Increase your income: Now’s the time to ask for a raise! If that’s not an option, you may want to consider taking on a second job to get your income at a level high enough to qualify for the home you want.

Save for a down payment: Designate a certain amount of money each month to put away in your savings account. Although it’s possible to get a mortgage with 5 percent down or less, you can usually get a better rate if you put down a larger percentage of the total purchase. Aim for a 20 percent down payment.

Keep your job: While you don’t need to be in the same job forever to qualify for a home loan, having a job for less than two years may mean you have to pay a higher interest rate.

Establish a good credit history: Get a credit card and make payments by the due date. Do the same for all your other bills, too. Pay off entire balances as promptly as possible.

Start saving: Do you have enough money saved to qualify for a mortgage and cover your down payment? Ideally, you should have 20 percent of the purchase price saved as a down payment. Also, don’t forget to factor in closing costs, which can average between 2 and 7 percent of the home price.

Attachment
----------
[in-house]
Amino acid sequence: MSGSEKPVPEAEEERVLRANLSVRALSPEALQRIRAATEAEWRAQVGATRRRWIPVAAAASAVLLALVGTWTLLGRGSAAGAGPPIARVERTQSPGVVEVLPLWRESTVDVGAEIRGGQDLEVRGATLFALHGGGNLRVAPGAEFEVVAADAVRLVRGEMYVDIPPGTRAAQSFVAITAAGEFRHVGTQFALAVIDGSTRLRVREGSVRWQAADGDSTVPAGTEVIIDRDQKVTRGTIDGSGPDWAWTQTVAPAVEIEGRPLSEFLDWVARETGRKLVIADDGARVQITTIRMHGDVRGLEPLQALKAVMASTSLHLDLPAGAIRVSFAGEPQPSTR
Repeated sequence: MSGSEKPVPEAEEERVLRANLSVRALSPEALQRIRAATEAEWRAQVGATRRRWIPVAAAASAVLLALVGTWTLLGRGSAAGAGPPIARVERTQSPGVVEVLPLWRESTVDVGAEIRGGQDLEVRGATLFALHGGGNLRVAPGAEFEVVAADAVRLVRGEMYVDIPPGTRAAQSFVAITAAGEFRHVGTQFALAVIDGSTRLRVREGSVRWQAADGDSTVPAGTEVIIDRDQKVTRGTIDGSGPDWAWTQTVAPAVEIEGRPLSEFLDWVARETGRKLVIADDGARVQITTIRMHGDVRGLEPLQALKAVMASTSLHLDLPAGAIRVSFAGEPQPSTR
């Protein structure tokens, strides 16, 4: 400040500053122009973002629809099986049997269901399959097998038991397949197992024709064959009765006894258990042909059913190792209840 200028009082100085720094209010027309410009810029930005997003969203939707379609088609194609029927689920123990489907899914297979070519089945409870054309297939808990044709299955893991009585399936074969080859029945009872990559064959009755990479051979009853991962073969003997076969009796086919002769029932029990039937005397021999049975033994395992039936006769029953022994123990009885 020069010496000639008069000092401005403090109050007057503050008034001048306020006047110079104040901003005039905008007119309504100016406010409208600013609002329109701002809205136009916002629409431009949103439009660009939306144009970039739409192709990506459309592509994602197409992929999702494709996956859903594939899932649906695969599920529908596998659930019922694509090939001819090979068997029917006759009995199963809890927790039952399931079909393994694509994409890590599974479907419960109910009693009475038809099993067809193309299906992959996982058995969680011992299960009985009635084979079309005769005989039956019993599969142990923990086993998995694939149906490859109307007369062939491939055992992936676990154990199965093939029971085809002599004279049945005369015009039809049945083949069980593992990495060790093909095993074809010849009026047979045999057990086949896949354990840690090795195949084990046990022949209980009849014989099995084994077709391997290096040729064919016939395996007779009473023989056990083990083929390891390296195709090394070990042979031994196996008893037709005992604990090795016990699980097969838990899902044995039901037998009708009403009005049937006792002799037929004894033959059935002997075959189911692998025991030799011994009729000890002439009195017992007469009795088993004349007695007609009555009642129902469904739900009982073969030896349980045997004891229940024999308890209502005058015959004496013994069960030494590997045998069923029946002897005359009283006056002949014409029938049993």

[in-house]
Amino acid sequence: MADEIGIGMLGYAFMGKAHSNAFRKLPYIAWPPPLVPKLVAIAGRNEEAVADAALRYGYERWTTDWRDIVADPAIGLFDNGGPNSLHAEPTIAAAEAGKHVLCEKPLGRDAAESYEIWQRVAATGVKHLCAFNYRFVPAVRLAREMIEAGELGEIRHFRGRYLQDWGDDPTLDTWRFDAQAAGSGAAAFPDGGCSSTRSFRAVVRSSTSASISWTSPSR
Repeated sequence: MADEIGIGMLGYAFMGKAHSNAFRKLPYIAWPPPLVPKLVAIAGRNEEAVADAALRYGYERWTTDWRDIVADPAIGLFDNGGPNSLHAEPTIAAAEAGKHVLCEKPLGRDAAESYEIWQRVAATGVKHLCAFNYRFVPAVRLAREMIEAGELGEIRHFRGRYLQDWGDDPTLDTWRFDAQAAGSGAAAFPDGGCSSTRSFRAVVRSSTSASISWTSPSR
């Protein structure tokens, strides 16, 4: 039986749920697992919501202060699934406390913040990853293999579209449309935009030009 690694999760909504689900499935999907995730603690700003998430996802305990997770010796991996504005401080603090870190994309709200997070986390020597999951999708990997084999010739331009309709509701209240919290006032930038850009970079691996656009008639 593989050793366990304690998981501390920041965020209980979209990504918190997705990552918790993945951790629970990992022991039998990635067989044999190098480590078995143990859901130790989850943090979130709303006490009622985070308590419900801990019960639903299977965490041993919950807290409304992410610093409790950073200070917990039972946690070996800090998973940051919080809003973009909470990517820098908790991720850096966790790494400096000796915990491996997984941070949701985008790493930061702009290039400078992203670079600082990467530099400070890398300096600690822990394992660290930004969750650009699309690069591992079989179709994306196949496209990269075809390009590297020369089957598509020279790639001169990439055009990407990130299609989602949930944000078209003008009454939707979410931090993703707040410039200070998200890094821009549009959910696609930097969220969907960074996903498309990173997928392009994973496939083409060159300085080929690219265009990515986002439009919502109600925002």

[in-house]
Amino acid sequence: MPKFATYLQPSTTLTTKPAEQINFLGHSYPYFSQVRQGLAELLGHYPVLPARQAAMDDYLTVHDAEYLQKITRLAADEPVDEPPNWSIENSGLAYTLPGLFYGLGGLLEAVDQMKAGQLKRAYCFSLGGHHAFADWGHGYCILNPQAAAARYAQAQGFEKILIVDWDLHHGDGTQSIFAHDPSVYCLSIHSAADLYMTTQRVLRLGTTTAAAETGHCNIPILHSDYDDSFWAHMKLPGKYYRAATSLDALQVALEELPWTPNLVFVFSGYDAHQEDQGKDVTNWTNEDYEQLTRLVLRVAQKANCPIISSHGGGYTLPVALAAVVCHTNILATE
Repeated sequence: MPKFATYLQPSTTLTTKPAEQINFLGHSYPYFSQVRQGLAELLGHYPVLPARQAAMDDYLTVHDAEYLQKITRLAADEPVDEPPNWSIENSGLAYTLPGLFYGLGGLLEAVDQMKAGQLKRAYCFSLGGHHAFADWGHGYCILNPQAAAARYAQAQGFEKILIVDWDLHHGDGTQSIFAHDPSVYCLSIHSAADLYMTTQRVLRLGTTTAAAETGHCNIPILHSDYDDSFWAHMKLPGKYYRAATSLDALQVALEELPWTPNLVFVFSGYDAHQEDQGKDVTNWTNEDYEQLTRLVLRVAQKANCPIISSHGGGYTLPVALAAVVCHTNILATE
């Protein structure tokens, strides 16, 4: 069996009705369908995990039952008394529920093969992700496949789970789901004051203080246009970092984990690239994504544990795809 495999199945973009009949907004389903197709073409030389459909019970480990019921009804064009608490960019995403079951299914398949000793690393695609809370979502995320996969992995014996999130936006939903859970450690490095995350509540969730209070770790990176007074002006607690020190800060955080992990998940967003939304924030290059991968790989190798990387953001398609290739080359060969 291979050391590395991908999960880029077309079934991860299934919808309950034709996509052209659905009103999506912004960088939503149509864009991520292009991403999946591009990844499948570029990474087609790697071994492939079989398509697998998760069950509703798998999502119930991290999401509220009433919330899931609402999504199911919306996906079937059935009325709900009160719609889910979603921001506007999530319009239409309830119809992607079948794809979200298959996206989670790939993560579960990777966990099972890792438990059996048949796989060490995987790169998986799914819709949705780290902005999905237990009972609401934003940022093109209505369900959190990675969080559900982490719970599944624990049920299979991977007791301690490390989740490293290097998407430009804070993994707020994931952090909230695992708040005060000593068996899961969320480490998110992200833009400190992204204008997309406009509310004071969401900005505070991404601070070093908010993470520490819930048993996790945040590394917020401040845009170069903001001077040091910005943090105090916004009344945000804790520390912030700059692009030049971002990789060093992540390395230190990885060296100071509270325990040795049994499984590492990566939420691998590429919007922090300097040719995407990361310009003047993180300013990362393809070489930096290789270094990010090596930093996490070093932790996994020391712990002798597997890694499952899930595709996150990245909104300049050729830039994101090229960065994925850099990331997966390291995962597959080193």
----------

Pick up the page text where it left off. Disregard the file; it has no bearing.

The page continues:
Obtain a copy of your credit report: Make sure it is accurate and correct any errors immediately. A credit report provides a history of your credit, bad debts, and any late payments.

Decide what kind of mortgage you can afford: Generally, you want to look for homes valued between two and three times your gross income, but a financing professional can help determine the size of loan for which you’ll qualify. Find out what kind of mortgage (30-year or 15-year? Fixed or adjustable rate?) is best for you. Also, gather the documentation a lender will need to preapprove you for a loan, such as W-2s, pay stub copies, account numbers, and copies of two to four months of bank or credit union statements. Don’t forget property taxes, insurance, maintenance, utilities, and association fees, if applicable.

Seek down payment help: Check with your state and local government to find out whether you qualify for special mortgage or down payment assistance programs. If you have an IRA account, you can use the money you’ve saved to buy your first home without paying a penalty for early withdrawal.

Special! Winter Preparation….Stay Safe and Warm

 As winter is fast approaching, the following tips can help homeowners ensure their homes are well prepared and more energy-efficient throughout the coming months.

  • Inspect around windows and doors for cracks and seal any openings with caulk or weather stripping to prevent air and water from getting into your home.